The world’s first microfactory that can transform the components from electronic waste into valuable materials for re-use has been launched in Sydney by Engineers Australia Honorary Fellow, Professor Veena Sahajwalla.
Using technology developed at the University of New South Wales Centre for Sustainable Materials Research and Technology (SMaRT Centre), the e-waste microfactory has “the potential to reduce the rapidly growing problem of vast amounts of discarded smart phones and laptops causing environmental harm and going into landfill”.
SMaRT Centre Director, Professor Veena Sahajwalla, who is renowned in the area turning ‘waste to value’, said the e-waste microfactory was the first of a series of microfactories under development and in testing at UNSW. These microfactories, she believes, will be able to turn many types of consumer waste streams such as glass, plastic and timber into commercial materials and products.
The technology involves using precisely controlled high temperature reactions that selectively break and reform the waste into green materials and products. And Professor Sahajwalla has a strong belief that engineers will be at the forefront of these types of solutions for society.
“I still believe it will be engineers who can deliver previously unimaginable solutions, like green manufacturing,
which is an area that will transform the manufacturing industry."
The professor revealed that computer circuit boards, for instance, can be transformed into metal alloys such as copper and tin. And plastic and glass from electronic devices can be converted into micromaterials which are used in industrial-grade ceramics and plastic filaments for 3D printing. And it’s safe, cost-effective and offers new job opportunities.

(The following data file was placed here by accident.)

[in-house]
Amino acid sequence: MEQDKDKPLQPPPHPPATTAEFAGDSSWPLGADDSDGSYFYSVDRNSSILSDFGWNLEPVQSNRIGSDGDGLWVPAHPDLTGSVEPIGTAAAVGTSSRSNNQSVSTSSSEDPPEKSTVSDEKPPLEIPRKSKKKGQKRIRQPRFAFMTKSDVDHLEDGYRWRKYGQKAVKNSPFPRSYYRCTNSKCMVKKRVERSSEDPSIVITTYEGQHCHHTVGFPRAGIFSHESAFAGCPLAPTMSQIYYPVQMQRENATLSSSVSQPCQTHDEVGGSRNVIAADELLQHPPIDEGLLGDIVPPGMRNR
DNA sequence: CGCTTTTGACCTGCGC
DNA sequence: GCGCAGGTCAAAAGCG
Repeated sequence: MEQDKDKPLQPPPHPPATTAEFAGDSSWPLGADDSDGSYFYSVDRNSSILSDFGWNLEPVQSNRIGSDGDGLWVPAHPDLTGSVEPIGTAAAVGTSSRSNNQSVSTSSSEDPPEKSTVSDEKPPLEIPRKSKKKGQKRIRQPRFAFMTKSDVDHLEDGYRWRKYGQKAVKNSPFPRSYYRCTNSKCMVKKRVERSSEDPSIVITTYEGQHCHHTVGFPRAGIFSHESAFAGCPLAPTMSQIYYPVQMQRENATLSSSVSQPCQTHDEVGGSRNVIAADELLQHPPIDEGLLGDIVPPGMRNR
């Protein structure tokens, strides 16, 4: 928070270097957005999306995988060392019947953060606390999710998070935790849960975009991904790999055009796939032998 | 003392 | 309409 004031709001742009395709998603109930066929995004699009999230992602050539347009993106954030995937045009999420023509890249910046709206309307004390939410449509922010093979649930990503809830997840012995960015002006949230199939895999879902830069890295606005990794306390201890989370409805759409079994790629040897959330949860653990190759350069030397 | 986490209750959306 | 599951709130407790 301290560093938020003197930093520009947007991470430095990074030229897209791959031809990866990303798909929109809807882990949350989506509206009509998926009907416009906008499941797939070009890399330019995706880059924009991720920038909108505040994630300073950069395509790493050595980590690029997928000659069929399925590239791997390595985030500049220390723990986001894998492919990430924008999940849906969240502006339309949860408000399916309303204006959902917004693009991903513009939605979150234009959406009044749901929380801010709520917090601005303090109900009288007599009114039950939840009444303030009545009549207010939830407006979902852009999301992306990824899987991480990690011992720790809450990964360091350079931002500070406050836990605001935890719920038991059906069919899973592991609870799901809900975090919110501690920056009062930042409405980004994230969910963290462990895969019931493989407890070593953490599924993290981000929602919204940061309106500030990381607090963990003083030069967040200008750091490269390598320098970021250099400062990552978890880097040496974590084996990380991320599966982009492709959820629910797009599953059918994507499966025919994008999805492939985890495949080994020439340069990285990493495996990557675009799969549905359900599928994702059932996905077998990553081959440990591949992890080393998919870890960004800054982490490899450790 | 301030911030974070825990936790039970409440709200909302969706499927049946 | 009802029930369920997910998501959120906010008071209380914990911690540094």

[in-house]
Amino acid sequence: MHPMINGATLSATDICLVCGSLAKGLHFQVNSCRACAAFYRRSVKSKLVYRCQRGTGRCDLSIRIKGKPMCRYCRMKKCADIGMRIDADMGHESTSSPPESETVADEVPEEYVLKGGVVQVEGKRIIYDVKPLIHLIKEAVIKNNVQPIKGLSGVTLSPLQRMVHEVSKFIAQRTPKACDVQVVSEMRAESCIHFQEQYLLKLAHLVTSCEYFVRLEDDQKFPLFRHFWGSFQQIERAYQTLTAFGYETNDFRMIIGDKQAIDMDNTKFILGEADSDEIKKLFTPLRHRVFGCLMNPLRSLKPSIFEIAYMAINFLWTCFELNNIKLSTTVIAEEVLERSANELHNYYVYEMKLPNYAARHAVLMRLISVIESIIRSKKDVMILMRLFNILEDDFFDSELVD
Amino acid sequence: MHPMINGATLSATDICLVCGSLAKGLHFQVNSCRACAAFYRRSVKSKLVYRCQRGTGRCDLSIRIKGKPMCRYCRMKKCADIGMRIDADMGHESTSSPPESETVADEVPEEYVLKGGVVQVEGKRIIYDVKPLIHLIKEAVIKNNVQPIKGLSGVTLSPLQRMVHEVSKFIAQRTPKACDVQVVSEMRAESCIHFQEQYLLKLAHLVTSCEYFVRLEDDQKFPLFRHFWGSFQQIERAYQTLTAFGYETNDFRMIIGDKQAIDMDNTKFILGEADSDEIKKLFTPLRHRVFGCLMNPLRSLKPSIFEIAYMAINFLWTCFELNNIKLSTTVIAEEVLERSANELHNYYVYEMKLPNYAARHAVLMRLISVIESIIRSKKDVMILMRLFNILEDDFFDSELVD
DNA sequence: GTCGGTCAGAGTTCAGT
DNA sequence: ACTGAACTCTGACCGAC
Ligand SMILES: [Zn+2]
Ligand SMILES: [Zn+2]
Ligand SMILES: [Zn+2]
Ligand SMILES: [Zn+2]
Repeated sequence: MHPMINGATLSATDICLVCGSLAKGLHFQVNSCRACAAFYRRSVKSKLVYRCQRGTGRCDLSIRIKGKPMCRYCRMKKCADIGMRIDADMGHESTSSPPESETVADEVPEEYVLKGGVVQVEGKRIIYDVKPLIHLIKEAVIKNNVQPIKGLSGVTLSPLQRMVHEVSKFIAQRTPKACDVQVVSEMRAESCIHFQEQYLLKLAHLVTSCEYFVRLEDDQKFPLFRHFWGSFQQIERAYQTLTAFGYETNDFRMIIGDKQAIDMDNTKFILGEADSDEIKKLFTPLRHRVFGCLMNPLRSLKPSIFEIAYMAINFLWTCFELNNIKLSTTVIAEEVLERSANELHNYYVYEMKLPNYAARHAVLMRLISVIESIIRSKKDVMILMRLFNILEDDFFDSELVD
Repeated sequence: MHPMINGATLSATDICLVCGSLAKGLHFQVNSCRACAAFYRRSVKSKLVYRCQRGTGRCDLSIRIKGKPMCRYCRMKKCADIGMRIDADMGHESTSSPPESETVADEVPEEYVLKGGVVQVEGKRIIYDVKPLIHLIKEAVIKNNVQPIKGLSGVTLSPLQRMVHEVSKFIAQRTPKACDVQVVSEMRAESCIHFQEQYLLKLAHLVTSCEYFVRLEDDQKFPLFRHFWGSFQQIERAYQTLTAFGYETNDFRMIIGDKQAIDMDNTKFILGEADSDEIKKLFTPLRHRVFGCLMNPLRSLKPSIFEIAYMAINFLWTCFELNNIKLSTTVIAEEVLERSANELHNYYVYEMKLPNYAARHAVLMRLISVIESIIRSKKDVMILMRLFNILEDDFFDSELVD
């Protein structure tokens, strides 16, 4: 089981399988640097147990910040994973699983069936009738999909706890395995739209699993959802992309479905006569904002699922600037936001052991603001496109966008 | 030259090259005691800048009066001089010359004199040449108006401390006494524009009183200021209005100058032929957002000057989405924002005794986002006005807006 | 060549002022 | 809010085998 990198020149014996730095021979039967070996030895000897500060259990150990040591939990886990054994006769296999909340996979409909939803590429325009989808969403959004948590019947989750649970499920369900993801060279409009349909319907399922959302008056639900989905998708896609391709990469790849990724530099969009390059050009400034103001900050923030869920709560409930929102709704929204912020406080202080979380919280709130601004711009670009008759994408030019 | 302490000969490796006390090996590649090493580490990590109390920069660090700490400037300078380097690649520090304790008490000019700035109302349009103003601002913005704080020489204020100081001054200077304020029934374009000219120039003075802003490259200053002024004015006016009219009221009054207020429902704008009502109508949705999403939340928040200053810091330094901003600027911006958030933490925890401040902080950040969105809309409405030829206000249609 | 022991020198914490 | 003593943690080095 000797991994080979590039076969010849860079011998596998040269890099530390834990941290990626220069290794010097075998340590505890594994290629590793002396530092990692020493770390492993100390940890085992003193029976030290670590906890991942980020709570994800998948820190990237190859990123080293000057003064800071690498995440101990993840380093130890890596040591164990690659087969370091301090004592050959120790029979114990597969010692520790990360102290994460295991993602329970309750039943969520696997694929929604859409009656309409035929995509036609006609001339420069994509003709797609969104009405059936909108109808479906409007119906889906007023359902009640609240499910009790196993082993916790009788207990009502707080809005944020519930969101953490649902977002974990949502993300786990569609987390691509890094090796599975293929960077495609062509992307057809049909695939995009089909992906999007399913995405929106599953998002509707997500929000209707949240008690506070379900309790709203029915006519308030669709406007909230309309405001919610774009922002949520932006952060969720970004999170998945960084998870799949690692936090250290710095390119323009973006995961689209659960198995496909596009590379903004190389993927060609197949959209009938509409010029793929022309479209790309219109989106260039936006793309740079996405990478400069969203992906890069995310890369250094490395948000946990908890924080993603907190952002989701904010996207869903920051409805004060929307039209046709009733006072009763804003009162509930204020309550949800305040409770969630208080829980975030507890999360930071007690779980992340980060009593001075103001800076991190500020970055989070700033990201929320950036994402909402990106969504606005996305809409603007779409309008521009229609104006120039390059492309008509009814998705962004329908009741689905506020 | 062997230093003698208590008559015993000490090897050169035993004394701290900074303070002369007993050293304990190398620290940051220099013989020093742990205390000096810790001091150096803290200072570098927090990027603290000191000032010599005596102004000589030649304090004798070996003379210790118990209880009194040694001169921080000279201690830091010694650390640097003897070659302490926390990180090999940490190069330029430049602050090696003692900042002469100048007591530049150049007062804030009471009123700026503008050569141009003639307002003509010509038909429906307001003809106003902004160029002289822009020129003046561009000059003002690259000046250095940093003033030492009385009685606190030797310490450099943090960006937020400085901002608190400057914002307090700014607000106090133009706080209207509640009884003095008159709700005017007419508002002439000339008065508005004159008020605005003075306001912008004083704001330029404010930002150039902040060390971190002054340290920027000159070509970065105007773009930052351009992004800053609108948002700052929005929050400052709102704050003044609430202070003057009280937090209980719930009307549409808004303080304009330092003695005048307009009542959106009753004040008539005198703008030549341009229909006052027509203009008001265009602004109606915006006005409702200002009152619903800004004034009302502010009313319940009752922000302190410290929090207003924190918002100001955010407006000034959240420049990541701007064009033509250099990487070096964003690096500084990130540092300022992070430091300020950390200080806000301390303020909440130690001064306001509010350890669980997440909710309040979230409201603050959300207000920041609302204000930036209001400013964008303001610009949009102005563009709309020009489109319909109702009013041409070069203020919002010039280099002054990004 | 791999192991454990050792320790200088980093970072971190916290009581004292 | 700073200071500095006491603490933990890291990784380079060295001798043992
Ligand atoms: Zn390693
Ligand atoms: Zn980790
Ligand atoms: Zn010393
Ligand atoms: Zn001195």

Microfactories present a solution to burning and burying waste items, according to Professor Sahajwalla, transforming them into value-added substances and products to meet existing and new industry and consumer demands.
"Using our green manufacturing technologies, these microfactories can transform waste where it is stockpiled and created, enabling local businesses and communities to not only tackle local waste problems, but to develop a commercial opportunity from the valuable materials that are created,” she explained.
Professor Sahajwalla believes the model of microfactories has the ability to transform the manufacturing landscape, especially in rural or remote locations where the logistics of having waste transported or processed are very expensive.
Image source: UNSW